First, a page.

Australian loans market continues to diversify
The peer-to-peer and payday sectors are seeing rapid expansion.
The latest slew of lenders turning their attention to the Australian loans shows a market on the up, but it's not traditional products and companies that are driving expansions. Non-traditional lenders such as Cash Converters and FundX, as well as the "Big Four" banks, are pushing alternative sources of financing such as peer-to-peer personal and business loans, payday loans, startup financing and the use of big data to bring in a new of era of lending. How is this era evolving, and what are the new players bringing to the table?
On February 9, payday lender Cash Converters secured a $100 million loan with Fortress Investment Group, refinancing what was a current $70 million facility. In a more recent announcement, Cash Converters managing director Peter Cumins revealed a scale-back of the company's operations in the UK and an uplift in investment in Australia.
In the Cash Converters full Half Year Report, Cumins said that the short-term loans market was in a stage of growth and the range of consumers looking to access these loans was broadening. "This is driving demand for online and more sophisticated lending products," he said.
This sophistication may come in the form of a higher loan amount, with Cash Converters now offering loans of up to $5,000. It also offers a prepaid debit card. These two features both bring it in line with other payday lenders such as Nimble and Wallet Wizard.
Product and technological innovations have been a core part of the payday lending space. Online lenders need to be able to deliver high-quality service to borrowers with a fast turnaround time to be able to compete in the space – the standard processing time for the industry is 24 hours.
This is driving demand for online and more sophisticated lending products
Payday lenders aren't the only ones operating in a competitive space that demands them to be agile. The introduction of peer-to-peer lending to Australia in 2012 with SocietyOne, some years after the US and UK, marked the start of alternative personal financial products. Now, several peer-to-peer (P2P) lenders are in operation, and many more are cropping up.
Also referred to as "marketplace lenders", companies including RateSetter and MoneyPlace plus P2P business lenders ThinCats have quickly been gaining traction with consumers and businesses. By cutting banks out of the equation and relying on big data and fintech they are not only tempting for those with good credit but offer an alternative for those with bad credit. For investors, it can be a way to get better rates than with savings accounts or less risky than playing the stock market.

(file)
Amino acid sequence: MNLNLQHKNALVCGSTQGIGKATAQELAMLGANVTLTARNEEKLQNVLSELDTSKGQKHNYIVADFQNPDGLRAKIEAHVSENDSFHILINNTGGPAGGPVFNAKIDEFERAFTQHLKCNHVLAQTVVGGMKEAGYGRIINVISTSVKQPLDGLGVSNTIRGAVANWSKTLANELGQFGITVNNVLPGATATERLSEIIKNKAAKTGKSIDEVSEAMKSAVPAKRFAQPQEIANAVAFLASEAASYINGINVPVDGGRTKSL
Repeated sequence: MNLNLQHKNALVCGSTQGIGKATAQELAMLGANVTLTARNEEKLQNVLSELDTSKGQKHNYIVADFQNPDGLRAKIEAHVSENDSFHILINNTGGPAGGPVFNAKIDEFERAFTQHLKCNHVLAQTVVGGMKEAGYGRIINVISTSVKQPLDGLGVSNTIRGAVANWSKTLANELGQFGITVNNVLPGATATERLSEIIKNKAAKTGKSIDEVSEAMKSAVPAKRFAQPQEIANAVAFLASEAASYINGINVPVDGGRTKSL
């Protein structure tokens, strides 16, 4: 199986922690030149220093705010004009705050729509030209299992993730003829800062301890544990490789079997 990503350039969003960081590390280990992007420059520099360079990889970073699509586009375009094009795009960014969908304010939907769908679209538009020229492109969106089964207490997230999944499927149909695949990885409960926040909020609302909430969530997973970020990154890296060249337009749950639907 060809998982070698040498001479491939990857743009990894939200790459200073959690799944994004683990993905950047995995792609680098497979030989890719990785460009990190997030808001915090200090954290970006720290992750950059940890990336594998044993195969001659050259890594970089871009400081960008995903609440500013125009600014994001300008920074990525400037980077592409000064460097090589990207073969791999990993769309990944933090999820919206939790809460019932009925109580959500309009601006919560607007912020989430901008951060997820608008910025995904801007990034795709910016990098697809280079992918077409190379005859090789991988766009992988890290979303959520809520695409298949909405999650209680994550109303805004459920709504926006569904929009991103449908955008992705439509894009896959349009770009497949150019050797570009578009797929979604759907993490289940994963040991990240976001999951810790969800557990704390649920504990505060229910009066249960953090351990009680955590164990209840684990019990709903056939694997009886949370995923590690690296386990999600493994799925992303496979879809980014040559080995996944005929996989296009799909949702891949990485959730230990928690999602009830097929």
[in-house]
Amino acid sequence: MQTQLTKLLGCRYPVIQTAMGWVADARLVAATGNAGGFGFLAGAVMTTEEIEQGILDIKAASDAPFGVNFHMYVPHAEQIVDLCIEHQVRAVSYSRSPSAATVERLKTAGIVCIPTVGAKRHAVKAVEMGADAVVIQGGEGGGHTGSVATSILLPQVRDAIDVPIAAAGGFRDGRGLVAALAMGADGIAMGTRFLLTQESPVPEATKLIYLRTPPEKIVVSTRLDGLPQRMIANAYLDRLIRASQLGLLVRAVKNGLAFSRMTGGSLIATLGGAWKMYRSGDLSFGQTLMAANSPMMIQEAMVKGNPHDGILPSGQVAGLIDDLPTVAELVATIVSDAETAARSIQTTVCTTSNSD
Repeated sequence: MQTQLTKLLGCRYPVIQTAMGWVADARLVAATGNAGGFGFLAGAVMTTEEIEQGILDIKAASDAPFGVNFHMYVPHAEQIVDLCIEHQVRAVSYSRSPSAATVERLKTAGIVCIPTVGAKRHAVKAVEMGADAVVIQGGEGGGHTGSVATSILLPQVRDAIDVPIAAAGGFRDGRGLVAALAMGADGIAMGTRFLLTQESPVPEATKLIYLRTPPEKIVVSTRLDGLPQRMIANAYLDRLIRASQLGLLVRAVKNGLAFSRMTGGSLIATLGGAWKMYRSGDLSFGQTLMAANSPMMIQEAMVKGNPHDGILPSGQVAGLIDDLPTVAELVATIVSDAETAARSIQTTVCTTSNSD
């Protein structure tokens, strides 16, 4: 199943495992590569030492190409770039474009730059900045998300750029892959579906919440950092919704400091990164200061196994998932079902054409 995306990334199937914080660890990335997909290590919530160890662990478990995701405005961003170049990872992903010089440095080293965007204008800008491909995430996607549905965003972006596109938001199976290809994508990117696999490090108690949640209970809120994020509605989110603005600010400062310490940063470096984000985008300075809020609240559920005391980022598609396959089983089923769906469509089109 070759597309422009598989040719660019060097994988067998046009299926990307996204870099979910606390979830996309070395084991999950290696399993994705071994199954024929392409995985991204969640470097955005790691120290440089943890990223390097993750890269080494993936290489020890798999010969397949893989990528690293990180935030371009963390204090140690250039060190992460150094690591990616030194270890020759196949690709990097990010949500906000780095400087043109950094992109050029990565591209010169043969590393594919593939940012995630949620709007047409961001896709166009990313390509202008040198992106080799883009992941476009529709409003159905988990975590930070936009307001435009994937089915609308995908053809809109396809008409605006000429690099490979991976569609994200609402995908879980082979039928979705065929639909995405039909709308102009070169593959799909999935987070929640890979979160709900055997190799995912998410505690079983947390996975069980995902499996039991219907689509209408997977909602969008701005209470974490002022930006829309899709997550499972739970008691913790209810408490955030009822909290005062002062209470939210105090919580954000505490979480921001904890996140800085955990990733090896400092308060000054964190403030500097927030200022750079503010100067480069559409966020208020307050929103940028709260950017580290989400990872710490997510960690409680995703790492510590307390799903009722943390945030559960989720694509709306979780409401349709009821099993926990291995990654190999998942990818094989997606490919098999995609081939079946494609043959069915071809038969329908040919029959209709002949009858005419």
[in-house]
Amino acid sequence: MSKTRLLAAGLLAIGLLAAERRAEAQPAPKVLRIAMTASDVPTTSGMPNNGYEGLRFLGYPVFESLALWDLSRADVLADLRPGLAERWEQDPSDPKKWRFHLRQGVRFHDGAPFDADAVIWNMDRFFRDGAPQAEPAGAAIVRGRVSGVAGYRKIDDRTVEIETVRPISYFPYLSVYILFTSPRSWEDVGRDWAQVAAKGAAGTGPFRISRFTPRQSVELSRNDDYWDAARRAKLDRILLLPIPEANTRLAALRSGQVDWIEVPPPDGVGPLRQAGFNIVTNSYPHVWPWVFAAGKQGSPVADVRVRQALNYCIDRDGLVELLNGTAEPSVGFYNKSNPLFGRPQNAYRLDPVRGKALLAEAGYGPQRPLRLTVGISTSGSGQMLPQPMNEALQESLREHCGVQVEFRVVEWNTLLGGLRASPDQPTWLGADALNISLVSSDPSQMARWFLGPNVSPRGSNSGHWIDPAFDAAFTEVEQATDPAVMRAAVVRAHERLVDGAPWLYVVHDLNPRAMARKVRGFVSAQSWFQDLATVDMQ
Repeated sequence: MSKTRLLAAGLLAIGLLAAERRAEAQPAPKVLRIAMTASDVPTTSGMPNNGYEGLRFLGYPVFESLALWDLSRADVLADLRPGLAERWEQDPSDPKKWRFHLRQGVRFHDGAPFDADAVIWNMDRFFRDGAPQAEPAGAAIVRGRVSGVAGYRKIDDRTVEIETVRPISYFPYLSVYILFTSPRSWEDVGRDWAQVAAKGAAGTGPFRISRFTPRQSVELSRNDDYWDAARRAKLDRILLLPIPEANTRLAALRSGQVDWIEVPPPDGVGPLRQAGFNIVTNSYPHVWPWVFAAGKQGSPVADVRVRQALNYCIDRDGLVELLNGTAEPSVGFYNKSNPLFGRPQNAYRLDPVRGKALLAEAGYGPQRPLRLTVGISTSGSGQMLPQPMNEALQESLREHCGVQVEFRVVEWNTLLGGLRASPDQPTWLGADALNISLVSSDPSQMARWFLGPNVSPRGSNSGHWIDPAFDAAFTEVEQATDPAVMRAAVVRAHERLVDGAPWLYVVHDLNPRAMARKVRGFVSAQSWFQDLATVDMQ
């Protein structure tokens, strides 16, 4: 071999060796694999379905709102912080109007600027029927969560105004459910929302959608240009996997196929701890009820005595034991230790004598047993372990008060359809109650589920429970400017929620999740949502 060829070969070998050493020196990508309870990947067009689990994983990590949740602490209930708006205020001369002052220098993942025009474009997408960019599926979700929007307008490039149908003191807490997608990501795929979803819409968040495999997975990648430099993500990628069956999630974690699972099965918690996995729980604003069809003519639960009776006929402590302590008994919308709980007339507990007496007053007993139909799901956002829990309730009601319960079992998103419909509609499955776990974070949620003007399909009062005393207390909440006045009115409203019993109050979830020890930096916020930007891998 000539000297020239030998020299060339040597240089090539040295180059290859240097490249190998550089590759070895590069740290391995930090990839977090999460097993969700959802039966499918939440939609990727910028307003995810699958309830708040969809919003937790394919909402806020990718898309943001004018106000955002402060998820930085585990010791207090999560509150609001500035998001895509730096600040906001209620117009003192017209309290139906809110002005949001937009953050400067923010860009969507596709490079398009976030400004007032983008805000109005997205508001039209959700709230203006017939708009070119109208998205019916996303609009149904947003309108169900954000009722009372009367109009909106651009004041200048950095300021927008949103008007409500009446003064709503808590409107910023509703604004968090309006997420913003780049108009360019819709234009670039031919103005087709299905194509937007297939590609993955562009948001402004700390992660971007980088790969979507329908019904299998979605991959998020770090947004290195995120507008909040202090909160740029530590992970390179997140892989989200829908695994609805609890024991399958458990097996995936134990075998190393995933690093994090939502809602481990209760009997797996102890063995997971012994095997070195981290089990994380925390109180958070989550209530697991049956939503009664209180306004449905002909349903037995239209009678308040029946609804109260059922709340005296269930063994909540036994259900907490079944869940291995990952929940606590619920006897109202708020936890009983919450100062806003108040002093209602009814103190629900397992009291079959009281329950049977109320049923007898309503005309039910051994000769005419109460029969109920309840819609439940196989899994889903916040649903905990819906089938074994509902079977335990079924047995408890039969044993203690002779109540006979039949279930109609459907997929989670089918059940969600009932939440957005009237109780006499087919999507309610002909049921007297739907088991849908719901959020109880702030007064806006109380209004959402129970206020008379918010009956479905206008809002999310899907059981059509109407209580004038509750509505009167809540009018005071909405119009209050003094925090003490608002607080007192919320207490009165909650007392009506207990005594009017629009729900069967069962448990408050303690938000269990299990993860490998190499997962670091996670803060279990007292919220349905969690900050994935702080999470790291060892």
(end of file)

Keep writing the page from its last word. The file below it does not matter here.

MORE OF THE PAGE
Even though business P2P lending is still relatively new to Australia, there are even disruptions in this area. New lender FundX has turned its attention to P2P invoice financing. Small to medium-sized businesses can apply to draw money against their invoices, with the money being financed by investors. The fintech startup is the initiative of David Jackson, part of fintech hub Stone & Chalk and a well-known presence in the Sydney startup scene.
FundX relies on big data to run risk-processing on applications received from SMEs, which has resulted in $5 million in loans being rejected and $1 million being processed. FundX relies on sophisticated and institutional investors which it then pools, a process differing from other P2Ps which tend to let the investors pick the loans.
Between Cash Converters' renewed Australian focus and P2P's upsurge, where are the banks?
Westpac has left the payday lending space behind due to the increased negative attention, and it seems to have turned its attention to fintech. In late 2015 it was revealed that Westpac had been piloting a referral program with online small business lender Prospa. It's not the only big bank to get itself involved, either. NAB launched a $50 million innovation fund to invest in Australian and offshore startups, CommBank has an innovation lab and has embraced bitcoin and ANZ has partnered with Sydney-startup Honcho to fast-tracking small business customer registrations.
What does all of this mean for you?
More competition means more choice for Australian consumers. Loan products are diversifying and convenience is the name of the game. Big data is being embraced in lending in a way it hasn't been before, which means faster applications and easier banking processes. With lender's attentions turned inwards to each other, any "gatekeeping" power that may have been held by the banks when it came to you trying to get a loan is being disbursed. Innovation in fintech is just getting started in Australia, and that's a good thing for borrowers.